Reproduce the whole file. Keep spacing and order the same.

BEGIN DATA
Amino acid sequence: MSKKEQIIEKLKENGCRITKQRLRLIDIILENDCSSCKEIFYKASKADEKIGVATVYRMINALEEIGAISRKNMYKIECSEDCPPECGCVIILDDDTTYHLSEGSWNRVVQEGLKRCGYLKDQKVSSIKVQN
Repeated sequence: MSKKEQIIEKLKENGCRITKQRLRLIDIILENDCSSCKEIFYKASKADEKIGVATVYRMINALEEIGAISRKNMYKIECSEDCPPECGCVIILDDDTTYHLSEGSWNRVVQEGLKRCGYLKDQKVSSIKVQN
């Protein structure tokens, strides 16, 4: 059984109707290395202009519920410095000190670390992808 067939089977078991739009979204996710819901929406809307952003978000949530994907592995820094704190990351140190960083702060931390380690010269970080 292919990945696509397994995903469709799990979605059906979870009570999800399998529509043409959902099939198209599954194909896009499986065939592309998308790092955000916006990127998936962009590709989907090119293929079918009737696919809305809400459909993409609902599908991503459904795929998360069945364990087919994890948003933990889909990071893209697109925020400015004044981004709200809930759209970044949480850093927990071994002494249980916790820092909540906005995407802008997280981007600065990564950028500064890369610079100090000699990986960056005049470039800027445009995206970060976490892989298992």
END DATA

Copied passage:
Amino acid sequence: MSKKEQIIEKLKENGCRITKQRLRLIDIILENDCSSCKEIFYKASKADEKIGVATVYRMINALEEIGAISRKNMYKIECSEDCPPECGCVIILDDDTTYHLSEGSWNRVVQEGLKRCGYLKDQKVSSIKVQN
Repeated sequence: MSKKEQIIEKLKENGCRITKQRLRLIDIILENDCSSCKEIFYKASKADEKIGVATVYRMINALEEIGAISRKNMYKIECSEDCPPECGCVIILDDDTTYHLSEGSWNRVVQEGLKRCGYLKDQKVSSIKVQN
């Protein structure tokens, strides 16, 4: 059984109707290395202009519920410095000190670390992808 067939089977078991739009979204996710819901929406809307952003978000949530994907592995820094704190990351140190960083702060931390380690010269970080 292919990945696509397994995903469709799990979605059906979870009570999800399998529509043409959902099939198209599954194909896009499986065939592309998308790092955000916006990127998936962009590709989907090119293929079918009737696919809305809400459909993409609902599908991503459904795929998360069945364990087919994890948003933990889909990071893209697109925020400015004044981004709200809930759209970044949480850093927990071994002494249980916790820092909540906005995407802008997280981007600065990564950028500064890369610079100090000699990986960056005049470039800027445009995206970060976490892989298992």